January 05, 2017

Chinese New Year Traditions in the Philippines

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  • Every year, the Chinese and Filipino-Chinese community in the country celebrates the Chinese New Year. Also known as Lunar New Year and Spring Festival in Mainland China, this is an important festival which marks the turn of the Chinese lunisolar calendar.

    Although the celebrations in the Philippines aren’t as long as those in Mainland China, the day is marked as a Special Non-Working Holiday to respect and to let the Chinese communities observe their traditions and celebrate.

    Also read: How the Chinese New Year is Celebrated in the Philippines

    Here are some of the traditions people in the Philippines observe to show their participation in the festive event:

    Dragon/Lion Dance

    Accompanied by the loud banging of the drums, the streets of Binondo (the country’s primary Chinatown) would be occupied with dragon and lion dancers moving animatedly from one house and business to another. As they do so, they also pick the red envelope hanging on the entrance of the houses and establishments.

    Dragons and Lions can be identified by looking at how long its body is. Dragons have a longer body and are controlled by 8 to 10 people, while the Lions only have 4 legs and controlled by two persons.

    Also read: How to Spend a Day at Lucky Chinatown in Binondo

    Dragon (left) and Lion (right) Dances are both regarded as auspicious in Chinese culture/IMAGES from WikiCommons

    Red Envelopes

    Called the lai see in Cantonese, âng-pau in Hokkien or hóngbāo in Mandarin, the red envelopes are monetary gifts given on holidays or special occasions. The red color and symbols on the envelope are said to bring in good luck as well as ward off evil spirits.

    Take note that you cannot put in any amount in the red envelopes. It is recommended to give amounts in even numbers as odd numbers are associated in cash given during funerals. As a courtesy, it is also best to use new bills.

    The ang pau come in different designs and are usually ornated in symbols to mean many things/IMAGE taken from Flickr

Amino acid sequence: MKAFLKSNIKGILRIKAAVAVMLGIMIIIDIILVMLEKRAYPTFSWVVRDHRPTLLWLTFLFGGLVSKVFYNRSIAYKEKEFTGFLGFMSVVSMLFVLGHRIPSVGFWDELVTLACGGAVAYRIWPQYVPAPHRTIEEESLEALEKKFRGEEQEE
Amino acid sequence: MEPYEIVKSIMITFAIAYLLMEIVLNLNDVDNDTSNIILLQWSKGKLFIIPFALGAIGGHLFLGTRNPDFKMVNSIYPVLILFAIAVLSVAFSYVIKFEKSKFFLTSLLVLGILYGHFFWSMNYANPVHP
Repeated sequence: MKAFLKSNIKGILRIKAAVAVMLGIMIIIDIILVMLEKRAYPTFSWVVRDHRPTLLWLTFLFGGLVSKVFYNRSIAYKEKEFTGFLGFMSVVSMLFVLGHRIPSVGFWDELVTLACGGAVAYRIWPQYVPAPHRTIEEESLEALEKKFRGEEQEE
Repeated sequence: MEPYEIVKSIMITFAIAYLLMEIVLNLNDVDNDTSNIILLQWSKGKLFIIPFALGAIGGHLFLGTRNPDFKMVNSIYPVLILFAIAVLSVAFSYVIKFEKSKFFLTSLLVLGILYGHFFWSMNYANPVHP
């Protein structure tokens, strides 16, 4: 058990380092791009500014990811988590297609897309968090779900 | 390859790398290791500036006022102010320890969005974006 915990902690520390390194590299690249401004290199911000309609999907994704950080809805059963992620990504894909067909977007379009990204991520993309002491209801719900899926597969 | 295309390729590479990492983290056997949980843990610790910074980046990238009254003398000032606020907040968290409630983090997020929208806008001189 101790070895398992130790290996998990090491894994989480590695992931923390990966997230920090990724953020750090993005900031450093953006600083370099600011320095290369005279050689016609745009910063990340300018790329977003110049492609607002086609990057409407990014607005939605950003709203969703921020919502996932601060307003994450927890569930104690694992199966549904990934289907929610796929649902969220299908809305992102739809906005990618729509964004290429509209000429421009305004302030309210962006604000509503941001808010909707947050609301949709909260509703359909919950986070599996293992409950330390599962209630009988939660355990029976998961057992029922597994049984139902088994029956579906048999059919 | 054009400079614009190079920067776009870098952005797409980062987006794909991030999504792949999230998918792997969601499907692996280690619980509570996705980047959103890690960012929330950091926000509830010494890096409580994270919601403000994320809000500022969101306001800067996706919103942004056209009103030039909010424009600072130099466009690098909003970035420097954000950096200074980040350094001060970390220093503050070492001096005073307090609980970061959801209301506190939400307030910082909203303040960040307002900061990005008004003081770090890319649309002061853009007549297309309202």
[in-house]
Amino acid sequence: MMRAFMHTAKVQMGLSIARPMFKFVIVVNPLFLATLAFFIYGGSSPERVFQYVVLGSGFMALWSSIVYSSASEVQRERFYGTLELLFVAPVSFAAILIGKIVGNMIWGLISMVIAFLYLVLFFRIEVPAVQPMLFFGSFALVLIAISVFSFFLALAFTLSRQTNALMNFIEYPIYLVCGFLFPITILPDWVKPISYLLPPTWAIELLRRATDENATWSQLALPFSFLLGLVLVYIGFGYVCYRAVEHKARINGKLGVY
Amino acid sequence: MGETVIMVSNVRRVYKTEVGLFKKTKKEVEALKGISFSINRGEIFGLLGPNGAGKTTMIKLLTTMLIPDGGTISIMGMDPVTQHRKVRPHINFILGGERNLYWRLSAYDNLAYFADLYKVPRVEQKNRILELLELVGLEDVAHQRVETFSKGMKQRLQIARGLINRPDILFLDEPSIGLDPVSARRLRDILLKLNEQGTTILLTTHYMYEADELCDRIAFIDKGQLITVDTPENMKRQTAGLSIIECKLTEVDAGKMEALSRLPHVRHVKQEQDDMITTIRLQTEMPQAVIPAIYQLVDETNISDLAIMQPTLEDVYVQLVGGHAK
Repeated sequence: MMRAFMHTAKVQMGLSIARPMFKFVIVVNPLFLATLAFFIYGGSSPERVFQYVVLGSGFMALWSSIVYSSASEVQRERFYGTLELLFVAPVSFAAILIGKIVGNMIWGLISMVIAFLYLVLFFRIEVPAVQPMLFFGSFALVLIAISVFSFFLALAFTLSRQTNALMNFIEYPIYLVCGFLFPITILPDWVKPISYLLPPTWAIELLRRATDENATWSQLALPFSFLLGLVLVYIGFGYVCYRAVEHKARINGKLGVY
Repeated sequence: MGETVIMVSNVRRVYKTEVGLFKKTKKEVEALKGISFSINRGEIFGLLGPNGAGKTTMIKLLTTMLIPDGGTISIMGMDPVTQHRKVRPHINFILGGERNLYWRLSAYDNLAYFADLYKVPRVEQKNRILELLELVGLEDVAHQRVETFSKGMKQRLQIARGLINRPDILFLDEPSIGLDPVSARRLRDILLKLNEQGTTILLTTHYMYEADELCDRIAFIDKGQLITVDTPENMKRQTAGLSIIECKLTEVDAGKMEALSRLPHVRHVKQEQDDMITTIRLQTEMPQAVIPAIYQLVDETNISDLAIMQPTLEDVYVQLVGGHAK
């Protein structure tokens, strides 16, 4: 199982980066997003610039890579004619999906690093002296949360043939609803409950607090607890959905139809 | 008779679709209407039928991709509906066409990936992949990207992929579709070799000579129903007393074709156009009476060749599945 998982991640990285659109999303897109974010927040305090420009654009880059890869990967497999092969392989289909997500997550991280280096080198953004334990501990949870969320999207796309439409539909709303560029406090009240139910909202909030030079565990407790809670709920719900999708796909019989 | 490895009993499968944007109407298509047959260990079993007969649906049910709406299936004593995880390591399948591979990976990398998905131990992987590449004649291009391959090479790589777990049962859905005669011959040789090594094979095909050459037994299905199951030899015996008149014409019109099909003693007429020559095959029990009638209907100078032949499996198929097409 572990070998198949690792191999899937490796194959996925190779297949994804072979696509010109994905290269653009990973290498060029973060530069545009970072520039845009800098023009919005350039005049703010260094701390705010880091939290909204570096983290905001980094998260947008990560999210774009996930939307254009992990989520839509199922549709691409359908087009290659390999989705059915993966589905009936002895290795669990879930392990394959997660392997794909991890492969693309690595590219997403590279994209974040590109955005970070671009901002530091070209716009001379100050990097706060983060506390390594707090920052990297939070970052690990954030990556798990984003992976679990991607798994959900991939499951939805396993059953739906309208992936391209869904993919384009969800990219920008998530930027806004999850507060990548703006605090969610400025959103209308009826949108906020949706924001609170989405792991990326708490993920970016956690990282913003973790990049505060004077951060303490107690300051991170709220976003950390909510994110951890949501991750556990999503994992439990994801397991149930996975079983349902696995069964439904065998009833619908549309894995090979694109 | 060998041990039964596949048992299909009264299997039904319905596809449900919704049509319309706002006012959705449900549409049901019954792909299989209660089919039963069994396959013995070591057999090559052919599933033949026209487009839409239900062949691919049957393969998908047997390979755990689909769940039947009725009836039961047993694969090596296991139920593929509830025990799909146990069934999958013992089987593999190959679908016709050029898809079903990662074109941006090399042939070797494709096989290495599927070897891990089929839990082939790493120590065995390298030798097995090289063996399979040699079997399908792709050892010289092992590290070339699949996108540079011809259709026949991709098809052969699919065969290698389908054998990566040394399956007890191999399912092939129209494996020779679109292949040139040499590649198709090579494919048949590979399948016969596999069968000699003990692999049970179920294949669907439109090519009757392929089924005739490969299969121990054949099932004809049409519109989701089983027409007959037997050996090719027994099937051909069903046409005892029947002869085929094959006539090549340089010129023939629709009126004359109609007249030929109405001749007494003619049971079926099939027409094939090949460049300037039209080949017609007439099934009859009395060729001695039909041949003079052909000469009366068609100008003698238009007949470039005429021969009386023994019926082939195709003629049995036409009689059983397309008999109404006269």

Red

    In the Chinese tradition, the color red is a symbol of energy, happiness, and good luck. This is why during the Lunar New Year, it would be usual to see everyone wearing red, and bringing with them accessories that have a touch of red. The color can also be seen in the various decorations at home and in establishments.

    New Year’s Eve Dinner

    This is the Chinese’ most important dinner as it is also the event where every member of the family reunites and dines together. Fish is most commonly served during this dinner, as it symbolizes surplus and good fortune in their culture.

    Tikoy which literally translates to “year cake” is also served to symbolize unity among family members and for them to achieve greater heights in the coming year. They also serve dumplings as its shape resembles the Chinese currency and symbolizes good fortune.

    Also read: Chinatown Food Finds: A Guide to Chinese Restaurants in Binondo

    Fireworks and Firecrackers

    Just like the rest of the world, the Chinese light up firecrackers and fireworks as they believe that this will ward off bad luck and the evil spirits. The louder the firecrackers are, the better and luckier it is in the coming year.

    The fireworks also show the people’s celebration in the festivities and their way of starting the new year with a bright and colorful start.

    Other than fireworks, street firecrackers that are loud and safer/IMAGE from WikiCommons

    Cleaning and Paying Off Debts

    The Chinese would clean their homes a few days before New Year to remove the bad luck and welcome the good fortune brought by the new year. They also start to pay off their debts as a means to start fresh and anew as the year begins.

    If you are interested in joining the Filipino-Chinese festivities, the location is at Ongpin Street, Chinatown which runs through Binondo and Sta. Cruz in Manila.

    Also read: Chinatown: A Hub of History and Culinary Adventure


    Sources: Asia Tatler, China Highlights, chinesenewyears.info

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